The Supreme Court ruled in a 5-4 decision Monday that white firefighters in Connecticut were unfairly denied promotions because of their race, reversing a decision supported by high court nominee Sonia Sotomayor when she was an appellate judge. Marcia Coyle of the National Law Journal discusses the case with Gwen Ifill.
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The U.S. Supreme Court handed down a major decision today on race and job promotions. The 5-4 split ruling was in favor of white firefighters in New Haven, Connecticut. They claimed they were denied promotions based on race.
The outcome drew sharply different reactions from the city's mayor and the firefighters' attorney.
KAREN TORRE, attorney, New Haven firefighters: Right now, we're just enjoying the absolute pleasure of having our position vindicated and giving some hope, actually, to all those firefighters, and police, and teachers, and other employees in the civil service who feel that their worth, their education, their skills doesn't matter, and all that matters in this country so far is identity and race politics. And I think today we struck a below against that in favor of truly American ideals.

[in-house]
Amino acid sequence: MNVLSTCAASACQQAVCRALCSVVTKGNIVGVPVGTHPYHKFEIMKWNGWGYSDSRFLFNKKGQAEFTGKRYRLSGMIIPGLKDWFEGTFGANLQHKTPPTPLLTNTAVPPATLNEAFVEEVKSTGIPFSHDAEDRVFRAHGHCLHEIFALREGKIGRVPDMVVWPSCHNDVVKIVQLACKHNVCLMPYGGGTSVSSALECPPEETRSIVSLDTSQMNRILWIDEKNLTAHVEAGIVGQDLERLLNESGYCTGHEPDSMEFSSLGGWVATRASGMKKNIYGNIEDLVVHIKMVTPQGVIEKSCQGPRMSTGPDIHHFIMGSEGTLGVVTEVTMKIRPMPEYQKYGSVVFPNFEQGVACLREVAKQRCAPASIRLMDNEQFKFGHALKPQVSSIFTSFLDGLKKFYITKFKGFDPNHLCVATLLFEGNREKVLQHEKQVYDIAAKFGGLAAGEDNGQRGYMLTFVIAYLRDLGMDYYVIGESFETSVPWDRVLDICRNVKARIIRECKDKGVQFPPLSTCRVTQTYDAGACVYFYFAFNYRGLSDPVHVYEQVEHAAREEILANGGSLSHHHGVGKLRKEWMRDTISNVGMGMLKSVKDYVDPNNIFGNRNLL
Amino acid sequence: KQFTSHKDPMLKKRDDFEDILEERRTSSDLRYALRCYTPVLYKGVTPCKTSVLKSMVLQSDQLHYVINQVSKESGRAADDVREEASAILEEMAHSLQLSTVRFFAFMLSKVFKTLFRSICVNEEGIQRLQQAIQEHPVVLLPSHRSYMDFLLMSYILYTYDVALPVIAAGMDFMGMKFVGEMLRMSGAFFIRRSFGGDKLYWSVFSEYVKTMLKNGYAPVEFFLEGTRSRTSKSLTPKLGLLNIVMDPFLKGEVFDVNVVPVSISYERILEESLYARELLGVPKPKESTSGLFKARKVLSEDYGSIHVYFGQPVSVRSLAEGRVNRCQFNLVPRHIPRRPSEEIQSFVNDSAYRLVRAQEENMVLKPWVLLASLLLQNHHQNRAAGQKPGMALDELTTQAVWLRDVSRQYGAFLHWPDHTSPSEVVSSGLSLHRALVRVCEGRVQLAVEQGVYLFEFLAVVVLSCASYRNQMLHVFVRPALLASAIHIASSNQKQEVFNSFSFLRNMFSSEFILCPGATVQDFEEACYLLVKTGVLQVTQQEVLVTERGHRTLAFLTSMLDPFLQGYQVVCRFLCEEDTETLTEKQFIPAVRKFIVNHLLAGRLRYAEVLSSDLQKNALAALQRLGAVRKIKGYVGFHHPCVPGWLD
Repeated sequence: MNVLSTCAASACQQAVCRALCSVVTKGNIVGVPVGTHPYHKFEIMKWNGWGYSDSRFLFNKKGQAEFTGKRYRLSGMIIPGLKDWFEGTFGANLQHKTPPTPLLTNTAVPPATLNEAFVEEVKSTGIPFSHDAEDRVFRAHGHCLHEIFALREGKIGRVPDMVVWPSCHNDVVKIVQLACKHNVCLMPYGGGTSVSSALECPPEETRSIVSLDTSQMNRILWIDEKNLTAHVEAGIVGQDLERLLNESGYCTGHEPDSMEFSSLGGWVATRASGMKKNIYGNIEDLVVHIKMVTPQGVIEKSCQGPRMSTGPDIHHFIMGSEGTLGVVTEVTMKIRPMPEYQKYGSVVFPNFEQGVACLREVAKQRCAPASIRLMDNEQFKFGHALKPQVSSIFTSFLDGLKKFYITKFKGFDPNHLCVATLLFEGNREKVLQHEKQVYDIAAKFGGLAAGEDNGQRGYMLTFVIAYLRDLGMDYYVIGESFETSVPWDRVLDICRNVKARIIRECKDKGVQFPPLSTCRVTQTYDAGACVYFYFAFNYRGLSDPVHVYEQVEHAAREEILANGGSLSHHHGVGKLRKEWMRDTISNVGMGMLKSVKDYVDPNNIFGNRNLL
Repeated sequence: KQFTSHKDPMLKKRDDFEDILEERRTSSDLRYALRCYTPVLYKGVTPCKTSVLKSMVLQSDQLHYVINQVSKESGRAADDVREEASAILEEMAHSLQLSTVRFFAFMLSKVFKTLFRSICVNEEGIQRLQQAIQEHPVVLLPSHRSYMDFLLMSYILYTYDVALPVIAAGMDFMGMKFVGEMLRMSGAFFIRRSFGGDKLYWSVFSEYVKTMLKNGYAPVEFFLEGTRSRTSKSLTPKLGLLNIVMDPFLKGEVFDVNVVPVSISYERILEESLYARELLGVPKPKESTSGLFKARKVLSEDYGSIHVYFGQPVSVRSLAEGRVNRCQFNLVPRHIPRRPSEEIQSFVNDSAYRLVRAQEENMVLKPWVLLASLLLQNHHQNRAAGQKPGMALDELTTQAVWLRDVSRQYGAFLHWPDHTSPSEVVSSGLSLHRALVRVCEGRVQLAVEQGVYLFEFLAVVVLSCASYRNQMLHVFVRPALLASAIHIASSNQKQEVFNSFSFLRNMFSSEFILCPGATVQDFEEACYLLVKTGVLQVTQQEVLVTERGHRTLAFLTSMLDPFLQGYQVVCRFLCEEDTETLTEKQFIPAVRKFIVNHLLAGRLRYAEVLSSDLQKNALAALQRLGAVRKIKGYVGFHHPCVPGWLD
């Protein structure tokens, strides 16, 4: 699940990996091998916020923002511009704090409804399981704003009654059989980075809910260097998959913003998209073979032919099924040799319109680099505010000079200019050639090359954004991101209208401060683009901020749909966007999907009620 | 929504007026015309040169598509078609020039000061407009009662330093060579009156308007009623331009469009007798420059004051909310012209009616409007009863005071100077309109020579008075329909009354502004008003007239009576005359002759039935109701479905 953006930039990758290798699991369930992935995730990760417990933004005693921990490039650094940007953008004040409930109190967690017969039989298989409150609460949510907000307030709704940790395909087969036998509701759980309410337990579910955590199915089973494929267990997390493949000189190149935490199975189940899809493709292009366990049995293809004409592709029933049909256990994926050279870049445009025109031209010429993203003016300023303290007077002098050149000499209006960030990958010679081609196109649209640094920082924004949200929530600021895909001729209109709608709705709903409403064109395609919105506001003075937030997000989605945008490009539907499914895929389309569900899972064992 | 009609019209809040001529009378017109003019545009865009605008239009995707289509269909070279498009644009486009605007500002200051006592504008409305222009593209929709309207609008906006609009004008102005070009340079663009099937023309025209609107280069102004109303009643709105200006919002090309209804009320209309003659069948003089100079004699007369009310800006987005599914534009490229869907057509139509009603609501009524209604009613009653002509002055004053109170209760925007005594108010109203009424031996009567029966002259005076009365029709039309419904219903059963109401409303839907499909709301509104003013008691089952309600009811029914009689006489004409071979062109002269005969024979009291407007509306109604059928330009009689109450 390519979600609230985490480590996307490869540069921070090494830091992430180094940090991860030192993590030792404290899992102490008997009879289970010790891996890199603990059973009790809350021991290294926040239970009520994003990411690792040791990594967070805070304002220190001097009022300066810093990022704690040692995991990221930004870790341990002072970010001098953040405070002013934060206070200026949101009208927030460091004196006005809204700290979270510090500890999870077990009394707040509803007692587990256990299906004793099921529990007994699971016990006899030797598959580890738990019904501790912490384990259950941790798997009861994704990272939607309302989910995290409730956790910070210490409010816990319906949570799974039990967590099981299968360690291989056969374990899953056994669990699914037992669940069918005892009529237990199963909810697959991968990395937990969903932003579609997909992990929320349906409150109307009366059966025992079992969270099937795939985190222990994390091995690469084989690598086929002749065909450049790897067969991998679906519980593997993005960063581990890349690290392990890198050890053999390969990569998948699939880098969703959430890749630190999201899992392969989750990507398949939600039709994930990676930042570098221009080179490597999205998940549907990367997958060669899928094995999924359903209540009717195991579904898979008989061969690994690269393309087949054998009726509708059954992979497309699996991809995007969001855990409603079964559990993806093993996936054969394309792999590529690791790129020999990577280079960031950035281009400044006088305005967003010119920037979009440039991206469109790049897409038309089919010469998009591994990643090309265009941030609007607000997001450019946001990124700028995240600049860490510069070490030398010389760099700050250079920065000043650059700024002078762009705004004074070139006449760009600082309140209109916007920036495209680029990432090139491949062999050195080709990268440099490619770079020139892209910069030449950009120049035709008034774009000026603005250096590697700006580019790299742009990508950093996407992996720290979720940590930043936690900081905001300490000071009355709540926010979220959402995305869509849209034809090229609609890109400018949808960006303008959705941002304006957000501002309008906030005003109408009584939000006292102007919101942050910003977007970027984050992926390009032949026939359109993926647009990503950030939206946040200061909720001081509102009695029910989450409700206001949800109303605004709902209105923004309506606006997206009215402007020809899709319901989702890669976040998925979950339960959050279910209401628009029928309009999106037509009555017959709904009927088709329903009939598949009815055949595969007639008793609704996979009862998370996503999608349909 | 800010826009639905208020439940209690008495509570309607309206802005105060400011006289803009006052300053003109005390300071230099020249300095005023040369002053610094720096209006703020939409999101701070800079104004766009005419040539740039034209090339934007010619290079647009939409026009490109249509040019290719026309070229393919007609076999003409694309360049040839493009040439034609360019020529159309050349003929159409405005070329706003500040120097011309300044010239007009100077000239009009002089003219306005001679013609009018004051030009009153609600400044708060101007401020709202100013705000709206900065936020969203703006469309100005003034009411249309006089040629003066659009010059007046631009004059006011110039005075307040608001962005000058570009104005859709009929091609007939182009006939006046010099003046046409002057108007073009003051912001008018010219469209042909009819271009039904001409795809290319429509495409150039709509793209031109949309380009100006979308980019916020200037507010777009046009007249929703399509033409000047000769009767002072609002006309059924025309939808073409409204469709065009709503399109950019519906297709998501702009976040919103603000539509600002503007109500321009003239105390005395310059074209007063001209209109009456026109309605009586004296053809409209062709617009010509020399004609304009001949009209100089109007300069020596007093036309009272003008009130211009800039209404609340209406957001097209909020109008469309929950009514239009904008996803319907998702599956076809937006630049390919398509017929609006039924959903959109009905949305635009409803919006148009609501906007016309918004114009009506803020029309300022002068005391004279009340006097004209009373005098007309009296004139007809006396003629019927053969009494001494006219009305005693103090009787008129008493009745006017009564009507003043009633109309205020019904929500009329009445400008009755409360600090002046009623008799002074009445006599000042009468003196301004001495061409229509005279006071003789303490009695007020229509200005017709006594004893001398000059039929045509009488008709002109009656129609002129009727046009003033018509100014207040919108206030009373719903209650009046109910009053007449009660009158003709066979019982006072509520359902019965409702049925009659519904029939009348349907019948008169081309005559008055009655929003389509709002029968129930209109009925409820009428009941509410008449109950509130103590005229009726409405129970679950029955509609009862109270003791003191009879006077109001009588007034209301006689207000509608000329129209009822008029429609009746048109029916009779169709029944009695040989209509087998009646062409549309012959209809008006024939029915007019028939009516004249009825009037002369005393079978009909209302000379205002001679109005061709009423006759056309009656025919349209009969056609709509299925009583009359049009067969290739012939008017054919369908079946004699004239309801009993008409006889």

JOHN DESTEFANO, mayor, New Haven, Conn.: I have no doubt that the firefighters who brought the lawsuit genuinely felt that they had played by the rules, that they had done nothing wrong, and that they had been egregiously harmed.
I also have no doubt that today there is another set of firefighters who feel that the rules are constantly stacked against them and that, when they do finally start to get ahead, that the rules get changed.
The Supreme Court decision reversed a finding by a lower court in favor of the city of New Haven. The majority on that court included Judge Sonia Sotomayor, now a Supreme Court nominee.
A White House spokesman said today that today's reversal should not affect Sotomayor's Senate confirmation.
Now Gwen Ifill continues our lead story coverage.